"A Chan practitioner should not by way of dhyāna cultivation bring the conscious mind (manovijnana) to a state where it is “non-knowing of the six sense-objects.” Such a mental state exists only in the samāpatti (deep mental absorption) in the Second Dhyāna or above, wherein the consciousness no longer discerns the five sense-objects. Since this kind of mental state is still within the bounds of the consciousness, it is not the Prajna Wisdom of True Reality that a practitioner should seek to realize via the tenet/principle of Chan. On the contrary, a Chan practitioner should first acquire the skill of meditative concentration, specifically, the ability to guard a “huatou 話頭” (word-head). However, once his consciousness has acquired concentration skill, instead of entering it into a samādhi state, the practitioner should allow it to immerse in and experience all six sense-objects in daily life. This is the correct way to locate the True Mind, the Mind that is truly “non-knowing of the six sense-objects” yet exists in concurrence with the consciousness. In short, the conscious mind is aware of the six sense-objects, but a Chan practitioner ought not regard the conscious mind’s detachment from the five sense-objects as the awakening to the True Mind."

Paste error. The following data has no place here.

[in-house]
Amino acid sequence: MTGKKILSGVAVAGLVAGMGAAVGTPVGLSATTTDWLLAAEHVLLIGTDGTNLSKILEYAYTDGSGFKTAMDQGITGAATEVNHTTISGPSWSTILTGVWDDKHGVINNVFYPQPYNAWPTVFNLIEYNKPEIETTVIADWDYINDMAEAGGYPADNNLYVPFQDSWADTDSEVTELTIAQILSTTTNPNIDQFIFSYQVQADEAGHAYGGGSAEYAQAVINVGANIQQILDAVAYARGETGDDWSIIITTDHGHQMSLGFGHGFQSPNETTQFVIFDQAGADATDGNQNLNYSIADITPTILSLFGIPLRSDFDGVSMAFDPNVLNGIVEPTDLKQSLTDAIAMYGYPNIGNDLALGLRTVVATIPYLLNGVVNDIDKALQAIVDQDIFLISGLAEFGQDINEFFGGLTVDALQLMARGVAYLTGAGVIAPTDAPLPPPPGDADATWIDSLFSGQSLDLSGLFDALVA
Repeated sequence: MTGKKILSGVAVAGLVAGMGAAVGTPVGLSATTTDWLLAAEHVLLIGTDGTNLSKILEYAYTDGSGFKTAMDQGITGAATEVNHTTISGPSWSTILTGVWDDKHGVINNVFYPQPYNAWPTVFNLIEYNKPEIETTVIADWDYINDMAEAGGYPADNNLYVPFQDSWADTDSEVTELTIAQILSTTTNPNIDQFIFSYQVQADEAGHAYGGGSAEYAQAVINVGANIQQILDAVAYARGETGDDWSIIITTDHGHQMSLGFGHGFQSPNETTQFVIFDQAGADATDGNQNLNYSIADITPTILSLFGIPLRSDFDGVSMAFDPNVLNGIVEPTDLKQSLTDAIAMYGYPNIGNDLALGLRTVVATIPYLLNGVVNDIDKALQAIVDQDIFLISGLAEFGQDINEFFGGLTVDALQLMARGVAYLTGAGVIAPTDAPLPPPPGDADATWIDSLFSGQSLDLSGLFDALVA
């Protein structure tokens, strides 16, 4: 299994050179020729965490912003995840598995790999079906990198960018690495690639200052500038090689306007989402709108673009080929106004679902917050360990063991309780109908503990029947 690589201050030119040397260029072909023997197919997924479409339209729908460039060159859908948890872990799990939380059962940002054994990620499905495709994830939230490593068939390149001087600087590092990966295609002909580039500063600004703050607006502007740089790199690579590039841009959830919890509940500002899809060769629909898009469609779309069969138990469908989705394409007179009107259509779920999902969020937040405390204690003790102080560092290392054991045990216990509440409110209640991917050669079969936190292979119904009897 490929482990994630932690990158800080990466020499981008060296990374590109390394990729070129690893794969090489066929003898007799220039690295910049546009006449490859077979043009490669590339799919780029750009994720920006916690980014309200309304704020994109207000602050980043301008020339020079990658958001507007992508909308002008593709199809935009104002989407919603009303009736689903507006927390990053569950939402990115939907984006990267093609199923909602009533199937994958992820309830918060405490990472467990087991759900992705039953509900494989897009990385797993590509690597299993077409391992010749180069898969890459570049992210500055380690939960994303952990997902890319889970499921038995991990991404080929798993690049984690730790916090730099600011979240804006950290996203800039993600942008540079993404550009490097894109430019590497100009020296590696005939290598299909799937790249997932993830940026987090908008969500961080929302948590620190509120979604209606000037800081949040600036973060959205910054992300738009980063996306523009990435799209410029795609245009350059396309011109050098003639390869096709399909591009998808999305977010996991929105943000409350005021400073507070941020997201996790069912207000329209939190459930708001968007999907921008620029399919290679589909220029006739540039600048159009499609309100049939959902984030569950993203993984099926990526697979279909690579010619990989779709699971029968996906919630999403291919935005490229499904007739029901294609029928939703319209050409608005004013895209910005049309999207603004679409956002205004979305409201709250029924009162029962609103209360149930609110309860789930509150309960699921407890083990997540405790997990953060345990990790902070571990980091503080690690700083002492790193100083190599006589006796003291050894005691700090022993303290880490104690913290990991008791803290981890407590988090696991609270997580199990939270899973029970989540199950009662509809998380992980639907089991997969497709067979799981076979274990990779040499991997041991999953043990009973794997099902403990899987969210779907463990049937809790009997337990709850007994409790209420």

The Dharma Eye of Chan School, p.360